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Journal of Aging Research
Volume 2013 (2013), Article ID 720246, 8 pages
Clinical Study

Age-Related Increase in Electromyography Burst Activity in Males and Females

1Geriatric Medicine, Dalhousie University, 5955 Veterans’ Memorial Lane, Halifax, NS, Canada B3H 2E1
2Medicine, University of Toronto, Toronto, ON, Canada M5S 1A8
3Health and Exercise Sciences, University of British Columbia Okanagan, 3333 University Way, Kelowna, BC, Canada V1V 1V7

Received 16 June 2013; Accepted 10 July 2013

Academic Editor: Iris Reuter

Copyright © 2013 Olga Theou et al. This is an open access article distributed under the Creative Commons Attribution License, which permits unrestricted use, distribution, and reproduction in any medium, provided the original work is properly cited.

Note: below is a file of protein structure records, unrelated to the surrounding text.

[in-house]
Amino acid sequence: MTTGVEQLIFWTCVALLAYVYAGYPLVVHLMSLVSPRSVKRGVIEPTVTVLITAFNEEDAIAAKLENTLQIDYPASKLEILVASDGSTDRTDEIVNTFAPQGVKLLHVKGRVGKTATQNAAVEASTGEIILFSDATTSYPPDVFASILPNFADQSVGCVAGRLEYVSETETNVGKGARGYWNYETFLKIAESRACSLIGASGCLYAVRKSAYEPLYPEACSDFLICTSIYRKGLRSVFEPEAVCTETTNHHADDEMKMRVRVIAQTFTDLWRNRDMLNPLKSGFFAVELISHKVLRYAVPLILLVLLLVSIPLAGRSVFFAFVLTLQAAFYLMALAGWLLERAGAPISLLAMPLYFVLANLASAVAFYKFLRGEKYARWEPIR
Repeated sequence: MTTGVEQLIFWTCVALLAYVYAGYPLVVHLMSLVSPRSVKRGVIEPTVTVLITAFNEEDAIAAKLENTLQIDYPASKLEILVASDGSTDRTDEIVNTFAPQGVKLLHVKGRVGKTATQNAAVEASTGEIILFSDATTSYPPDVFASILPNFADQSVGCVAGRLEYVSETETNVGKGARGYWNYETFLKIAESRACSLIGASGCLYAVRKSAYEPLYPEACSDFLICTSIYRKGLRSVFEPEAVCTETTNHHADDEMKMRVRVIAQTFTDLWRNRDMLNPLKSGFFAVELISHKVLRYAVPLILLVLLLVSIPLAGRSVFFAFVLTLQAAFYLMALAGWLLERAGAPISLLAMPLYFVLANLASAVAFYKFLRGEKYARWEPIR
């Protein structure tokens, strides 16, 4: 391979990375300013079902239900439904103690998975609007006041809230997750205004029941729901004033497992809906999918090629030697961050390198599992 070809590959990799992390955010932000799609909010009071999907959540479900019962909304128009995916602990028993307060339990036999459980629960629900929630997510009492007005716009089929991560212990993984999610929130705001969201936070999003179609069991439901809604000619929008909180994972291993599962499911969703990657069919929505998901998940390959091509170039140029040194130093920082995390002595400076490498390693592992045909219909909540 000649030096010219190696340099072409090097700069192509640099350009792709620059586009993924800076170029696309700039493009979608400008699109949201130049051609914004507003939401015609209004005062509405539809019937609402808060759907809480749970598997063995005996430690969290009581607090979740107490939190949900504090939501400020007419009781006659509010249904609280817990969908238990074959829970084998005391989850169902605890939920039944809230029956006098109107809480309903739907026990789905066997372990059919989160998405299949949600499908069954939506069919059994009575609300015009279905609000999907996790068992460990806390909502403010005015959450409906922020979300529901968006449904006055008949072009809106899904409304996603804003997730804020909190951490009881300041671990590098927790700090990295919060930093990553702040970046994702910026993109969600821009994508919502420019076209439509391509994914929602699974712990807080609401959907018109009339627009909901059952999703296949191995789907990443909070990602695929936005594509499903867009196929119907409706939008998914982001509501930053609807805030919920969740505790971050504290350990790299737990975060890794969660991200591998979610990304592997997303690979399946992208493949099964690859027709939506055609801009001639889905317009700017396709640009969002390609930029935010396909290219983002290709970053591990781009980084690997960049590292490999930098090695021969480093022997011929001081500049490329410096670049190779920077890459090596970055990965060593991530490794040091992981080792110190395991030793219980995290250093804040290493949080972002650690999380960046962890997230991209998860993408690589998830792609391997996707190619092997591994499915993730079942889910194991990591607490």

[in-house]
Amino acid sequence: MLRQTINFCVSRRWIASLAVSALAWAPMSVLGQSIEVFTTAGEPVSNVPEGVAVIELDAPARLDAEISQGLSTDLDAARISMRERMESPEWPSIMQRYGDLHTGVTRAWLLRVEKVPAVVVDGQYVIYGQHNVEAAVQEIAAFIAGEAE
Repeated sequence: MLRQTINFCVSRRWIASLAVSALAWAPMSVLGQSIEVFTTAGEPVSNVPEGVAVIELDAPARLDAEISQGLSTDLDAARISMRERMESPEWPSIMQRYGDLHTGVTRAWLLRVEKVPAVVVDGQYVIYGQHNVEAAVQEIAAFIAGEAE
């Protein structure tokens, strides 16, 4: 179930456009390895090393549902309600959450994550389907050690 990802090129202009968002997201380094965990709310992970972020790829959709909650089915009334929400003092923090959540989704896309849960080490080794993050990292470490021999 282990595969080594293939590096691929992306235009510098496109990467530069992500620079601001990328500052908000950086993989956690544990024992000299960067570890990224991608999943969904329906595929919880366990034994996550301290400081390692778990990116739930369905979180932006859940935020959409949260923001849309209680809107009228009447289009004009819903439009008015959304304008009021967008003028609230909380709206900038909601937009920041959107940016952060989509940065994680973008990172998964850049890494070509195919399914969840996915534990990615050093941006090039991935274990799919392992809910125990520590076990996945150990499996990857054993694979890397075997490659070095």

The rapid advancement of electromyography (EMG) technology facilitates measurement of muscle activity outside the laboratory during daily life. The purpose of this study was to determine whether bursts in EMG recorded over a typical 8-hour day differed between young and old males and females. Muscle activity was recorded from biceps brachii, triceps brachii, vastus lateralis, and biceps femoris of 16 young and 15 old adults using portable surface EMG. Old muscles were active 16–27% of the time compared to 5–9% in young muscles. The number of bursts was greater in old than young adults and in females compared to males. Burst percentage and mean amplitude were greater in the flexor muscles compared with the extensor muscles. The greater burst activity in old adults coupled with the unique activity patterns across muscles in males and females provides further understanding of how changes in neuromuscular activity effects age-related functional decline between the sexes.